USA Today 23 October 2016
Family First Comment: “It is too early to draw any conclusions about the potential effects of marijuana legalization or commercialization on public safety, public health or youth outcomes.”
As voters in five states consider ballot measures next month to legalize marijuana for recreational use, supporters and opponents can pluck a statistic to back just about anything they want to argue about the issue. But amid a gaggle of dueling studies, the truth is that the state experiments in legalizing recreational use are still too new to yield definitive results about the harms and benefits to society.
In Colorado and Washington state, the first to legalize, retail stores did not open until 2014. As the Colorado Department of Public Safety asserted in its first post-legalization report this year: It is too early to draw any conclusions about the potential effects of marijuana legalization or commercialization on public safety, public health or youth outcomes.
This argues for some caution when voters head to the polls Nov. 8 in Arizona, California, Maine, Massachusetts and Nevada to consider recreational use measures. Passage would double the number of states that have legalized use by all adults who are at least 21. (Four more states — Arkansas, Florida, Montana and North Dakota — will vote on allowing medicinal use, which 26 states already allow.)
Even as information trickles in from the states with recent legalization, there is settled scientific data worth considering.
Years of research have shown that marijuana affects learning, memory and attention, and could decrease motivation. Some studies also suggest a link to to schizophrenia, particularly for people who’ve had heavy and frequent use as adolescents.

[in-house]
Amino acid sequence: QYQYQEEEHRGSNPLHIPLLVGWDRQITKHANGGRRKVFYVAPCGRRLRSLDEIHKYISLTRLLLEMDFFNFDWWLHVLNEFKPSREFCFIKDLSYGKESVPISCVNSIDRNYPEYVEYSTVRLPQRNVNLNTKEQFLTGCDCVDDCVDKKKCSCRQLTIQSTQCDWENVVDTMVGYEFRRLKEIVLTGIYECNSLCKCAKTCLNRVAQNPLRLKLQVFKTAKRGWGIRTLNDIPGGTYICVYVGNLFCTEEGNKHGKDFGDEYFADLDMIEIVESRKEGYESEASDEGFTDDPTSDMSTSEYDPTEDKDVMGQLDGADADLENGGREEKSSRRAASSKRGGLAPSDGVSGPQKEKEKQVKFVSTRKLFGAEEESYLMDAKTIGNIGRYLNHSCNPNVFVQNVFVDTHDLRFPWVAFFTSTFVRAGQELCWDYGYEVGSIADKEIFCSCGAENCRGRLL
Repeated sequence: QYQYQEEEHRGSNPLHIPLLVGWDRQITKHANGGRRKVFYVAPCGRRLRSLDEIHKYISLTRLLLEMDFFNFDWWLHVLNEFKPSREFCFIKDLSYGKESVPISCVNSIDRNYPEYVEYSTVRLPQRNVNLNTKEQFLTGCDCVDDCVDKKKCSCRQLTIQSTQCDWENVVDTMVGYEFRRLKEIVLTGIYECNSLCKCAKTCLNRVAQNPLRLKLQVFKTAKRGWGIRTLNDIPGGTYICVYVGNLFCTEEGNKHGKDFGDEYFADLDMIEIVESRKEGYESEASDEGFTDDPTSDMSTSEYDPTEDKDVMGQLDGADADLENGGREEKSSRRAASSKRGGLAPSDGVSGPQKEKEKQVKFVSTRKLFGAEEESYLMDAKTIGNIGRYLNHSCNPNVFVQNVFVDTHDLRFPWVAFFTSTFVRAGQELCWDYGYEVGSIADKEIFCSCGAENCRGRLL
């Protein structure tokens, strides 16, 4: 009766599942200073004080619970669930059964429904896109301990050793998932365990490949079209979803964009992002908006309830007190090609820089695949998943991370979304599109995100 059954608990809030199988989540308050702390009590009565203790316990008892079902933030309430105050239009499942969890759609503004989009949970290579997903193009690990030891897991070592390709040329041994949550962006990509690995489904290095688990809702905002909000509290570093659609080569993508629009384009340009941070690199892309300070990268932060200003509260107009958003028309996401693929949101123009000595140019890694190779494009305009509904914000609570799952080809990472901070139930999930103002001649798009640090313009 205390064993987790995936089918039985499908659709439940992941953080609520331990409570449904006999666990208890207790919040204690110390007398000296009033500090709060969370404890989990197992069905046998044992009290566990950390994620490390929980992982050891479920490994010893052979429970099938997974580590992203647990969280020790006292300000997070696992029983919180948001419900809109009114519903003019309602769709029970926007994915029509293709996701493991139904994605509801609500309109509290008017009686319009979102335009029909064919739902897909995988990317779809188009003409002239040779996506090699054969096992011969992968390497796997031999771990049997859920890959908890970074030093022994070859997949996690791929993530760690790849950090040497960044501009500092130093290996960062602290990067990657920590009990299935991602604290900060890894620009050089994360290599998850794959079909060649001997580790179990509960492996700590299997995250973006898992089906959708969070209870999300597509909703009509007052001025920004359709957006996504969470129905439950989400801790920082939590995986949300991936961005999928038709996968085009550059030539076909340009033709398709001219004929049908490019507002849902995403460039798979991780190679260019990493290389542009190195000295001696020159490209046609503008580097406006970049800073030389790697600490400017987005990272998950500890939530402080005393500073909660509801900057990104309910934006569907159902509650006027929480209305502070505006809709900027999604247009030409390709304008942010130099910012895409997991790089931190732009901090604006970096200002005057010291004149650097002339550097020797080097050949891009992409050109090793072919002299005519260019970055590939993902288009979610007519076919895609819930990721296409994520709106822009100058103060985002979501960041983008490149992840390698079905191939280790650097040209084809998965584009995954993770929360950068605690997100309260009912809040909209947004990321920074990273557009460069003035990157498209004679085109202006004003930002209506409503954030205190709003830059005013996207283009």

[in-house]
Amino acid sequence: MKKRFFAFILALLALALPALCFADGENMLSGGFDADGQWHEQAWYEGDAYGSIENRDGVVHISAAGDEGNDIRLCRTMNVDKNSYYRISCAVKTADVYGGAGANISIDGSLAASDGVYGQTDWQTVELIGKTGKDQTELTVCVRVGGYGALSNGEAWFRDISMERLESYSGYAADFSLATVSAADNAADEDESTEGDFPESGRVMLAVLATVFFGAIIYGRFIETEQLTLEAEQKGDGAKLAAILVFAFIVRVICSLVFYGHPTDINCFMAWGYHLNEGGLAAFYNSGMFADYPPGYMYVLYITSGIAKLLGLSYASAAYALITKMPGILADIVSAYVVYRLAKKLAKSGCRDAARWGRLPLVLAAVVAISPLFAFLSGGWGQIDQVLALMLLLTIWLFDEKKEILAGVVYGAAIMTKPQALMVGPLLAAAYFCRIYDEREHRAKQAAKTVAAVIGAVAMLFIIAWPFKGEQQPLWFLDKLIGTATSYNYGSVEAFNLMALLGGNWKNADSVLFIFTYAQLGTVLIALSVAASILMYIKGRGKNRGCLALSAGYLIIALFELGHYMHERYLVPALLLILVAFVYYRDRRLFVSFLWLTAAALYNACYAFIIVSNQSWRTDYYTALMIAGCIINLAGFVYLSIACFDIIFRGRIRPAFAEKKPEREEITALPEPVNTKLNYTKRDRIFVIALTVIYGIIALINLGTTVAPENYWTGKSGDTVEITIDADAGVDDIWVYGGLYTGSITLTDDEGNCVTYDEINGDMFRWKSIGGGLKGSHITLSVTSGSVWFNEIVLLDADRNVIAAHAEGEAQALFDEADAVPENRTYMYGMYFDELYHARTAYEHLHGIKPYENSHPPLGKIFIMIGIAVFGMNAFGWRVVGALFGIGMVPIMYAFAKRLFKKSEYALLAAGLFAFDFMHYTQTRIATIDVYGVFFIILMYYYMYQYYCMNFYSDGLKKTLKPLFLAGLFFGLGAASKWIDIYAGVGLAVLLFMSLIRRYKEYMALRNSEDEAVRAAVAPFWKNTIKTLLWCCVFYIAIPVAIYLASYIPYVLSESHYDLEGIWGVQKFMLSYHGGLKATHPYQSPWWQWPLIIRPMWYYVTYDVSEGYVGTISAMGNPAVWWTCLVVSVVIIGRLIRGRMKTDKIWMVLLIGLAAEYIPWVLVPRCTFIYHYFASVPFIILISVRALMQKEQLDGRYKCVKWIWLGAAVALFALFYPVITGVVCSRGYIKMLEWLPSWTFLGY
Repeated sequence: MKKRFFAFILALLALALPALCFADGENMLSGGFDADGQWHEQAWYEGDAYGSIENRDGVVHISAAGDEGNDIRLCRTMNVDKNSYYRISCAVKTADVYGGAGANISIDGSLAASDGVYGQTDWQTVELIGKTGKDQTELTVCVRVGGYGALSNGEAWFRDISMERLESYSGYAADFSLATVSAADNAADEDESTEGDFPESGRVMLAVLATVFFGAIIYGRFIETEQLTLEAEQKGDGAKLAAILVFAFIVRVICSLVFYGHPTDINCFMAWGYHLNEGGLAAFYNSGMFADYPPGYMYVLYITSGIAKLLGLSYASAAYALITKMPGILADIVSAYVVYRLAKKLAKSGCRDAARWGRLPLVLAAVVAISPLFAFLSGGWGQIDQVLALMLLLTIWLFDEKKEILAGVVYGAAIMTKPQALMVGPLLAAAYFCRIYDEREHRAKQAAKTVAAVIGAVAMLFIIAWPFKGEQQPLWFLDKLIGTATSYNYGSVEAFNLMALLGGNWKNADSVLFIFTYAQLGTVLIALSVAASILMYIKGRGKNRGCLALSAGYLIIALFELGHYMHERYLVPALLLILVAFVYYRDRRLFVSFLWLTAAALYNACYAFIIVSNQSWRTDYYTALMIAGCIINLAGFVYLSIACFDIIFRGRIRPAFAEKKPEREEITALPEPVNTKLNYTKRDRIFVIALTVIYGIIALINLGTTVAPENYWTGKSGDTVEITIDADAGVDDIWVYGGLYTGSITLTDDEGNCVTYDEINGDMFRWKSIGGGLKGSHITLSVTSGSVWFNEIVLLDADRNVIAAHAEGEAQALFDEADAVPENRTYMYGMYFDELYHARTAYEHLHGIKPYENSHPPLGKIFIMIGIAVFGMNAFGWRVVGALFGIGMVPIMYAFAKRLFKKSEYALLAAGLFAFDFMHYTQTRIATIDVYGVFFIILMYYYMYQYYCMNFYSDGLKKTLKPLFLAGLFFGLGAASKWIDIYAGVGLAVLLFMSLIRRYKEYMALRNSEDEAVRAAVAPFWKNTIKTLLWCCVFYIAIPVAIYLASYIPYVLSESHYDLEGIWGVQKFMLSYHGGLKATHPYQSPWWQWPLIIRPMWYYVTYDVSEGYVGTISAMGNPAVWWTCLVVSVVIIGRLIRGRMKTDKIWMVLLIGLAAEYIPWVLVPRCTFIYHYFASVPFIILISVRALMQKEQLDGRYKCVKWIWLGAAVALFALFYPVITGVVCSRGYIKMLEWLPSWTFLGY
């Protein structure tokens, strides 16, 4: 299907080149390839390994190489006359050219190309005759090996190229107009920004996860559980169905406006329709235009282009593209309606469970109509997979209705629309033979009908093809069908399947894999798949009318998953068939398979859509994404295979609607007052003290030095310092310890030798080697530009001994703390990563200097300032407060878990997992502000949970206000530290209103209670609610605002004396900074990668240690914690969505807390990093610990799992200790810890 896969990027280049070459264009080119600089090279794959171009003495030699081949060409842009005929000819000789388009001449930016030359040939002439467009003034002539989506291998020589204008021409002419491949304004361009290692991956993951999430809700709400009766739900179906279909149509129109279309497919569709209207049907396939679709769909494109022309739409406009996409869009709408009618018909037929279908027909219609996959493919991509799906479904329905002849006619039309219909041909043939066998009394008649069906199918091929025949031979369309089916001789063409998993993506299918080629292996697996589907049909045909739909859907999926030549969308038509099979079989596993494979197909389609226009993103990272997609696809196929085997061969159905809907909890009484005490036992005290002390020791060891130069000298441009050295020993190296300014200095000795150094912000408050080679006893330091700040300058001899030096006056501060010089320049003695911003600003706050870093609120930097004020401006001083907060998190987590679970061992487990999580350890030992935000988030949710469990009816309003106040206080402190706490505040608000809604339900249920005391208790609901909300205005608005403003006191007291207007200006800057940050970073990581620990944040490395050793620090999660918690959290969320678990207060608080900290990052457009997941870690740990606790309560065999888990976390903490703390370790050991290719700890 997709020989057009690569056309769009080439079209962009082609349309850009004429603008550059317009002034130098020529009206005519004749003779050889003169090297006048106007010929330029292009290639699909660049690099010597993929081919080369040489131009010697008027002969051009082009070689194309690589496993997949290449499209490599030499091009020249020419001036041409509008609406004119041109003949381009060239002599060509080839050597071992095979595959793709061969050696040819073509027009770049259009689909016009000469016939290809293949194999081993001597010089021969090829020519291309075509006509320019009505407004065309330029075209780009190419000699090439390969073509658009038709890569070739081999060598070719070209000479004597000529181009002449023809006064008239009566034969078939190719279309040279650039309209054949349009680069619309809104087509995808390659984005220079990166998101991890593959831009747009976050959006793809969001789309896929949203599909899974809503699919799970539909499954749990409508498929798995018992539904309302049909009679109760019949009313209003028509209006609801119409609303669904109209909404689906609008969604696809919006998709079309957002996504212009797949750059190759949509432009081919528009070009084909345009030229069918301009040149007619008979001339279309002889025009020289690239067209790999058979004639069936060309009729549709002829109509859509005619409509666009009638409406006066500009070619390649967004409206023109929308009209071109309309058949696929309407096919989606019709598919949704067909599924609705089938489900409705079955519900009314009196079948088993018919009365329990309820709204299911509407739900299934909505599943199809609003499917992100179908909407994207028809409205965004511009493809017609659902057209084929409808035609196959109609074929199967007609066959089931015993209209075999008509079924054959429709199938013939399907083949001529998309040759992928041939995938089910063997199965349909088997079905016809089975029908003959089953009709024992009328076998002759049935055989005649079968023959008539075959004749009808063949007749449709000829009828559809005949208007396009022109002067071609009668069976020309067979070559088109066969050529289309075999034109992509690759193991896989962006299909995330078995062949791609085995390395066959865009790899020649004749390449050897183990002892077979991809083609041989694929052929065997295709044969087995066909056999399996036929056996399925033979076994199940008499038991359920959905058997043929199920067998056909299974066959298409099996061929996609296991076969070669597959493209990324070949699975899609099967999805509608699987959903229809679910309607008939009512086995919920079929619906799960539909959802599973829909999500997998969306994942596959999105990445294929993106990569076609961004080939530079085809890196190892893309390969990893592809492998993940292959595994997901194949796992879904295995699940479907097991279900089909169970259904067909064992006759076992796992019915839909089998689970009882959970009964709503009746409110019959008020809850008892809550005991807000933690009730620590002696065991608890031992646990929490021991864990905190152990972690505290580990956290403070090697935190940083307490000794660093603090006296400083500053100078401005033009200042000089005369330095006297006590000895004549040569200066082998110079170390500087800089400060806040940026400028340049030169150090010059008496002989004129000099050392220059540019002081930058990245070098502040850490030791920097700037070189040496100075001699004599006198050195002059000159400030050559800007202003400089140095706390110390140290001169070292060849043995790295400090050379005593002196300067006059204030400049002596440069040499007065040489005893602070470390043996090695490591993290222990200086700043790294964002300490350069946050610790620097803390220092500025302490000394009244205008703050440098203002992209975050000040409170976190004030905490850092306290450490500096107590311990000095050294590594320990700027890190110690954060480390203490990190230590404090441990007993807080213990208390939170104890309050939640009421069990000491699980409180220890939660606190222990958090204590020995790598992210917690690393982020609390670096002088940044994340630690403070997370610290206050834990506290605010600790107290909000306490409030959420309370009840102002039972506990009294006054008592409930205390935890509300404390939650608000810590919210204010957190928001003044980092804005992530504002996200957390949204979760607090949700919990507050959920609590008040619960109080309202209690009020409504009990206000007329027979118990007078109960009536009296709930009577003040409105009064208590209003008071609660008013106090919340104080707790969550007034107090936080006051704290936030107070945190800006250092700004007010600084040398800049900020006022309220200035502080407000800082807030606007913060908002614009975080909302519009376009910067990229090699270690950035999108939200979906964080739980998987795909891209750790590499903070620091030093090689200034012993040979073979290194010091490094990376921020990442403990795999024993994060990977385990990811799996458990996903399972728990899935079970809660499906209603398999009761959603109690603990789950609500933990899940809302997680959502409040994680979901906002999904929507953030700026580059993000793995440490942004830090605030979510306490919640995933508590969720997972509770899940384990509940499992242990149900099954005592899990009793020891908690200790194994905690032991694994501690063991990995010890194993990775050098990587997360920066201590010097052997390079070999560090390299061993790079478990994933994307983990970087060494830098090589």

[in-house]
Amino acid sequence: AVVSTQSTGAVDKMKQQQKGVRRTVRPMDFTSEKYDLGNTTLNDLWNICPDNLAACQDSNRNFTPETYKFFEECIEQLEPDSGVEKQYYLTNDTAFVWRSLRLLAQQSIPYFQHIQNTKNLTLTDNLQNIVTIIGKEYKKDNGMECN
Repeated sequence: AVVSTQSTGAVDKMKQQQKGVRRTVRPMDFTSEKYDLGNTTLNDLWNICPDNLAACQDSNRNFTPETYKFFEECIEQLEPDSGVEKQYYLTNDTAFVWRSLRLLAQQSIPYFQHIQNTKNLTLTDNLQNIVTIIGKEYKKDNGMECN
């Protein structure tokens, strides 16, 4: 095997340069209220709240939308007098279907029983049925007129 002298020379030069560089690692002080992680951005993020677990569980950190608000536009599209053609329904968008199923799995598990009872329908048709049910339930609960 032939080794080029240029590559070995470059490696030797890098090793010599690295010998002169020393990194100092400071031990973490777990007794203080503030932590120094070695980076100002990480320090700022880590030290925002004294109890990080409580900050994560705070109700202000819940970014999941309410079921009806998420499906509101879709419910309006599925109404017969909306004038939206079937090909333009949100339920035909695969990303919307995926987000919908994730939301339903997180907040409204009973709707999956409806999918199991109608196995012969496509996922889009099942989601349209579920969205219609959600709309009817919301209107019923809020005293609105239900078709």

Adults are better able to decide for themselves what risks they want to take, but the major concern is underage use. Science suggests that developing brains are more sensitive to the changes associated with marijuana use. Many questions remain: How much is too much? At what age is it most harmful? Do genetic factors matter? These issues often get less attention than they deserve in the debate over legalization.
Another unanswered question is whether legalization for adults will lead to more use by adolescents. In Colorado the answer during the first year is a tiny increase, according to federal and local surveys. But the perception of health risk of marijuana has dropped substantially over time. Since 2009, the number of Colorado youths 12 to 17 years old who see no risk to smoking marijuana once or twice a week has more than doubled, to 16%.
One clear lesson is that edible marijuana products should be labeled and kept away from children. Calls to Colorado’s poison control center involving marijuana and young children have more than tripled since 2012.
While more data are needed to provide clarity in some areas, some conclusions are obvious. There should not be harsh criminal penalties for possession of marijuana for personal use. Legalizing medicinal use, as long as laws aren’t so porous that anyone can get a prescription, makes sense. Along with that change, the federal government should move marijuana from its list of Schedule I controlled substances, which includes heroin and LSD, to Schedule II, which includes opioid drugs that are used to treat pain but have a high potential for abuse.
READ MORE: http://www.usatoday.com/story/opinion/2016/10/23/marijuana-pot-ballot-voters-editorials-debates/92482394/